Carmel Valley doctor at forefront of women’s health research

Dr. Bruce Kahn with his wife, Janet, and their twins Brendan and Natalie.

By Kathy Day

Dr. Bruce Kahn acknowledges he’s one of those guys who likes to stay busy. And he’s not kidding.

A quick glance at the Scripps Health physician’s curriculum vitae tells only part of the story. A gynecologist with a subspecialty in female pelvic medicine and reconstructive surgery, he was one of the first Scripps physicians to perform hysterectomies through the navel.

A Carmel Valley resident, he is at the forefront of research in women’s health, an adviser to a wireless medical device company, chairman of graduate medical education at Scripps Memorial Hospital, and a frequent contributor to medical journals and speaker at a wide range of conferences.

He and his wife, Janet, who received an MBA from the University of Chicago and works on a project basis as a management consultant, are parents of twins who graduated last spring from Canyon Crest Academy and are now firmly planted in their freshman years at college in Chicago and Boston.

“I love my job,” Kahn said in a recent interview. “I usually have several things going in my work life and out.”

When asked whether he ever sleeps, he retorted with a laugh, “Sleep is a necessary evil.”

He has built a reputation in the new medical subspecialty of urogynecology, which combines urology and gynecology and is particularly respected for his work in interstitial cystitis — or painful bladder syndrome. He’s one of an estimated 700 physicians in the country to pass the board exam given last year — the first in which it was administered by the American Board of Obstetrics and Gynecology.

“It’s different taking a board exam in your early 50s,” he said, adding that “it’s a very special privilege to be part of the initial class.”

While conceding he’s “a true academic at heart,” Kahn stresses that his first love is for his patients. “The best part is working with individual patients, developing that physician-patient relationship and helping find solutions to their problems.”

Years ago, physicians didn’t like treating pelvic pain in women, he said, because “they kept coming back, and there was not a good track record.”

Now, with newfound knowledge that the problems are often related to the bladder, there are a number of “great solutions” that are nonsurgical and can be done in the office, he added. When surgery is necessary, he looks for the least invasive procedure, including robot-assisted surgeries and laparoscopic hysterectomy.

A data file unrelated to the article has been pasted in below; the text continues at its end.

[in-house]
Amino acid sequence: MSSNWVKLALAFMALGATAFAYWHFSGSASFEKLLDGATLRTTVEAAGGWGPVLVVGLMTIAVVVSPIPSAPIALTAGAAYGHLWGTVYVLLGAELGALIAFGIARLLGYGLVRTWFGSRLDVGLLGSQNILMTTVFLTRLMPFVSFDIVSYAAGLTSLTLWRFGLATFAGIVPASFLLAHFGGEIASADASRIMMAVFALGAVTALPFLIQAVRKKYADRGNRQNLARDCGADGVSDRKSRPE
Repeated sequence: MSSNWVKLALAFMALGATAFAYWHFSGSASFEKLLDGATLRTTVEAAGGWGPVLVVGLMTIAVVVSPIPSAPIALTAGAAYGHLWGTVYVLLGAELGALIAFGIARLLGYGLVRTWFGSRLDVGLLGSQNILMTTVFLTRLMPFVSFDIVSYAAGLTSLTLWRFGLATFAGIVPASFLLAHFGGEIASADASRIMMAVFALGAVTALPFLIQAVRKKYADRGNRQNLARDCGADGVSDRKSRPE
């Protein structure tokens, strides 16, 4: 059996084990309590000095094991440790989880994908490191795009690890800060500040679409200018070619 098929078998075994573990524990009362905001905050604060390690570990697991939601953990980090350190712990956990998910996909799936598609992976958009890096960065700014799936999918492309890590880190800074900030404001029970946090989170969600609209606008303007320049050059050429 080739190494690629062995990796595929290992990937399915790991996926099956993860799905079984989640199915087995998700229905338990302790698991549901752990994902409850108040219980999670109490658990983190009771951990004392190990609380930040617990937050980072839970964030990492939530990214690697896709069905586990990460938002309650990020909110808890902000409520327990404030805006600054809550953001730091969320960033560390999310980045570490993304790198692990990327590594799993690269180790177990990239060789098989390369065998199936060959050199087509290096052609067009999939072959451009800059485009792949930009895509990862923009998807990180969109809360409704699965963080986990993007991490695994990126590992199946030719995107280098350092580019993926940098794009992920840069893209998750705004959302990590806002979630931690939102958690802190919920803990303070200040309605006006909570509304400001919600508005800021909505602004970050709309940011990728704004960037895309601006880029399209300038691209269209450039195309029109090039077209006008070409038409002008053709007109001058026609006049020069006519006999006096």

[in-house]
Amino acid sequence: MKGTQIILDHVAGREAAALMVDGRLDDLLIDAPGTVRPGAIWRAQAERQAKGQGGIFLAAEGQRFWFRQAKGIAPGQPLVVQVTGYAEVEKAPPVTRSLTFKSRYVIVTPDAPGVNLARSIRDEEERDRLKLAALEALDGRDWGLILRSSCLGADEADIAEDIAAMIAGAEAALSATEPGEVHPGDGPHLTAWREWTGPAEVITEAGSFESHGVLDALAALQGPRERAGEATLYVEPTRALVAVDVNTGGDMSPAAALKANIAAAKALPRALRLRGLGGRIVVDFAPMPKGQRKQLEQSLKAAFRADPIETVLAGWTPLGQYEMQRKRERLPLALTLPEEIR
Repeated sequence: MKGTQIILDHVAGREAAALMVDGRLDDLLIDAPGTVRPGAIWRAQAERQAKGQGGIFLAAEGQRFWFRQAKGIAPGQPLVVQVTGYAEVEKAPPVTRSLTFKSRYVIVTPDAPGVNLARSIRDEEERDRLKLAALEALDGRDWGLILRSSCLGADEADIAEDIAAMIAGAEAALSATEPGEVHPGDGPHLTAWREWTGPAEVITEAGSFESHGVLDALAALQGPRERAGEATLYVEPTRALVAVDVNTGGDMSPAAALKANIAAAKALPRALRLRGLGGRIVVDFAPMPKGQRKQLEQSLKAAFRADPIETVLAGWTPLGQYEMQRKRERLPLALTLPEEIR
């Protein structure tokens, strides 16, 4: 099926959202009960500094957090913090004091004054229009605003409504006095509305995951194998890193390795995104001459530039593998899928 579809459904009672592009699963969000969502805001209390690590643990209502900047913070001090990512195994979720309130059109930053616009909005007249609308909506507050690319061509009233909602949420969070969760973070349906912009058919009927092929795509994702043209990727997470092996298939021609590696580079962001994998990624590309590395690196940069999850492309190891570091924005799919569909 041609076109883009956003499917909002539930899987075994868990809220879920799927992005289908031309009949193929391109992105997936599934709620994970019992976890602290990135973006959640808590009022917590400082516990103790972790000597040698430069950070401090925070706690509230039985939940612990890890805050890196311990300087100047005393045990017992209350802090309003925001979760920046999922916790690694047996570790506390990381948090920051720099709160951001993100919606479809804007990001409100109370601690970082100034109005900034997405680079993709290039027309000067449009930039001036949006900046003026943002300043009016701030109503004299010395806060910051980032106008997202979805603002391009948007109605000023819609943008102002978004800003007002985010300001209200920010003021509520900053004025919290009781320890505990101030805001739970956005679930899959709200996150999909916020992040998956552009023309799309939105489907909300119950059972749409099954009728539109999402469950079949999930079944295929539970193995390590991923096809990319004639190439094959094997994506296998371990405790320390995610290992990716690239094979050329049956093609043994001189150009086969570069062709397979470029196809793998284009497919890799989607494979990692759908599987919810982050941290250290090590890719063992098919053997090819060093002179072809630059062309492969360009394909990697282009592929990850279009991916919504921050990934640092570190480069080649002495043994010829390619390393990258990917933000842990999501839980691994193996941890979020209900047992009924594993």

quick factsWith the introduction of “belly button hysterectomy” in April of this year, he noted, it is possible to hide the incision “if you have a good innie.” That’s a big change from the large abdominal incision previously required for this type of operation.

Kahn, grew up in Orange County and is a graduate of UC Irvine (as is his wife) with a degree in biology. He received his master’s in physiology and his M.D. degree from Georgetown University, and worked in several locations before joining the Navy reserves.

“Most people do it to see the world; I did it to get to San Diego,” he said.

He served at the Naval Medical Center San Diego and UC San Diego before joining Scripps in 1999. With his passion for teaching, he’s taken on directorship of the Scripps Fellowship in Minimally Invasive Gynecologic Surgery and chairs the Graduate Medical Education Program at Scripps Memorial. He also heads the post-graduate education program in obstetrics and gynecology.

As if that’s not enough to occupy his time, he’s involved with the Scripps Translational Science Institute in a project to use smartphone technology to reduce the rate of cervical cancer in developing countries.

An Israeli biotech startup called MobileOCT, headed by Ariel Beery, has developed technology that enables a smartphone to take digital images of the cervix that can be analyzed remotely. By identifying cancer cells before they develop to an advanced stage, the device can make cost-effective and potentially lifesaving diagnoses available where access to health services is limited, he explained.

Kahn said he first met Beery in Tel Aviv during a conference that was part of the Scripps Mobile Health Initiative.

After a two-hour meeting, the two knew they had a compelling case to alter the course of the No. 1 cause of cancer for women in developing countries. So they applied for a grant from the Vodafone America Foundation and won $300,000 that will enable them to advance their work. Kahn will head the testing at Scripps as well as at a clinic in Tijuana.

While some might hesitate at entering the competitive world of startups, Kahn has no fear.

“It’s fun,” he said. “It’s a very different project for me.”

With one of his underlying life philosophies being “If you don’t fall down once in a while, you’re not trying hard enough,” it seems only fitting that he would take on this challenge as he has the role of investigator on a number of other research projects.

Somewhere along the line, he also found time to start up dads’ clubs at Torrey Hills, Del Mar Hills and Ocean Air schools, where his children attended school. That all started at Sandyhill preschool, when he pitched in as a volunteer every six weeks.

“It was really fun not being the doctor and just being a helper,” he said. That experience led him to approach Gary Wilson about the idea for a dads’ club and events like Take Your Dad to Lunch, astronomy campouts, field days and barbecues. “It was a great way to get dads engaged.”

As his twins grew, he stayed involved by helping with their softball and baseball teams, doing whatever he could.

Now that they’ve been away at school for a few weeks, he said, “I’m really looking forward to the next chapter in my life.”